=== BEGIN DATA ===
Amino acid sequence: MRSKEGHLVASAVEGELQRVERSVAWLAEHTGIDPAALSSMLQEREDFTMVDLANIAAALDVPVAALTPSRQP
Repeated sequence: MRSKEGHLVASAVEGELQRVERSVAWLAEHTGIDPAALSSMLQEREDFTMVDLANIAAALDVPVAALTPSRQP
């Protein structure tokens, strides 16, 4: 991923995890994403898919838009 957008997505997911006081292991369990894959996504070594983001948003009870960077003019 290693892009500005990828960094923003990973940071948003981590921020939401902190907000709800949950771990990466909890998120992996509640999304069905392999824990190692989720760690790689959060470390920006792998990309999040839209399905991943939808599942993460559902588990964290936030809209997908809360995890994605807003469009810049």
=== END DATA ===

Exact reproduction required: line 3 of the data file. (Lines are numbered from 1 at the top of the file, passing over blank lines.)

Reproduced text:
């Protein structure tokens, strides 16, 4: 991923995890994403898919838009 957008997505997911006081292991369990894959996504070594983001948003009870960077003019 290693892009500005990828960094923003990973940071948003981590921020939401902190907000709800949950771990990466909890998120992996509640999304069905392999824990190692989720760690790689959060470390920006792998990309999040839209399905991943939808599942993460559902588990964290936030809209997908809360995890994605807003469009810049």